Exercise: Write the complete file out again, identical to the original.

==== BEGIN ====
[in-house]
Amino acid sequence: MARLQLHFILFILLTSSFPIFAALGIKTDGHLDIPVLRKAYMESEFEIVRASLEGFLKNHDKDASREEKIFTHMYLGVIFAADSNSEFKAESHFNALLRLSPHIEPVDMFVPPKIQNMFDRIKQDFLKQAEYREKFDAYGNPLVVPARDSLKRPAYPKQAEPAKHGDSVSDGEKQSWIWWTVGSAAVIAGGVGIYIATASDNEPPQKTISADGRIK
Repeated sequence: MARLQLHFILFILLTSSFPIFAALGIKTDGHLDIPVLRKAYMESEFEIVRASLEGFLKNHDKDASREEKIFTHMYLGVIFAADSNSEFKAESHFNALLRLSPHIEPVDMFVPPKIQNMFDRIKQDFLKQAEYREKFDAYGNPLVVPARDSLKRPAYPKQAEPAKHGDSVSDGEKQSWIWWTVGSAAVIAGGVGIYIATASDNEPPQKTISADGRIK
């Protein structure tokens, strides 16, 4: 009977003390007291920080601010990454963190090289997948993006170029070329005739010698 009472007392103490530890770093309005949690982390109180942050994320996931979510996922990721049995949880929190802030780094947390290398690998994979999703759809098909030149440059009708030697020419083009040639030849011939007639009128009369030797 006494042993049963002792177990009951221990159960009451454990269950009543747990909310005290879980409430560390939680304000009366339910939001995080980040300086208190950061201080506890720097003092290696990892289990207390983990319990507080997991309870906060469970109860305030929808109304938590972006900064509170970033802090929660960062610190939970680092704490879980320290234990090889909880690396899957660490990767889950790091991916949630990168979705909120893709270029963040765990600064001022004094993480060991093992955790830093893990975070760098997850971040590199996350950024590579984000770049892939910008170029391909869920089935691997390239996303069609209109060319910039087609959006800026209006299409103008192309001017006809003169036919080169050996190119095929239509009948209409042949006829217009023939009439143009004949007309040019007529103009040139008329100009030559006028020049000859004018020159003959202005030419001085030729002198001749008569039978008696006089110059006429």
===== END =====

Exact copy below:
[in-house]
Amino acid sequence: MARLQLHFILFILLTSSFPIFAALGIKTDGHLDIPVLRKAYMESEFEIVRASLEGFLKNHDKDASREEKIFTHMYLGVIFAADSNSEFKAESHFNALLRLSPHIEPVDMFVPPKIQNMFDRIKQDFLKQAEYREKFDAYGNPLVVPARDSLKRPAYPKQAEPAKHGDSVSDGEKQSWIWWTVGSAAVIAGGVGIYIATASDNEPPQKTISADGRIK
Repeated sequence: MARLQLHFILFILLTSSFPIFAALGIKTDGHLDIPVLRKAYMESEFEIVRASLEGFLKNHDKDASREEKIFTHMYLGVIFAADSNSEFKAESHFNALLRLSPHIEPVDMFVPPKIQNMFDRIKQDFLKQAEYREKFDAYGNPLVVPARDSLKRPAYPKQAEPAKHGDSVSDGEKQSWIWWTVGSAAVIAGGVGIYIATASDNEPPQKTISADGRIK
């Protein structure tokens, strides 16, 4: 009977003390007291920080601010990454963190090289997948993006170029070329005739010698 009472007392103490530890770093309005949690982390109180942050994320996931979510996922990721049995949880929190802030780094947390290398690998994979999703759809098909030149440059009708030697020419083009040639030849011939007639009128009369030797 006494042993049963002792177990009951221990159960009451454990269950009543747990909310005290879980409430560390939680304000009366339910939001995080980040300086208190950061201080506890720097003092290696990892289990207390983990319990507080997991309870906060469970109860305030929808109304938590972006900064509170970033802090929660960062610190939970680092704490879980320290234990090889909880690396899957660490990767889950790091991916949630990168979705909120893709270029963040765990600064001022004094993480060991093992955790830093893990975070760098997850971040590199996350950024590579984000770049892939910008170029391909869920089935691997390239996303069609209109060319910039087609959006800026209006299409103008192309001017006809003169036919080169050996190119095929239509009948209409042949006829217009023939009439143009004949007309040019007529103009040139008329100009030559006028020049000859004018020159003959202005030419001085030729002198001749008569039978008696006089110059006429």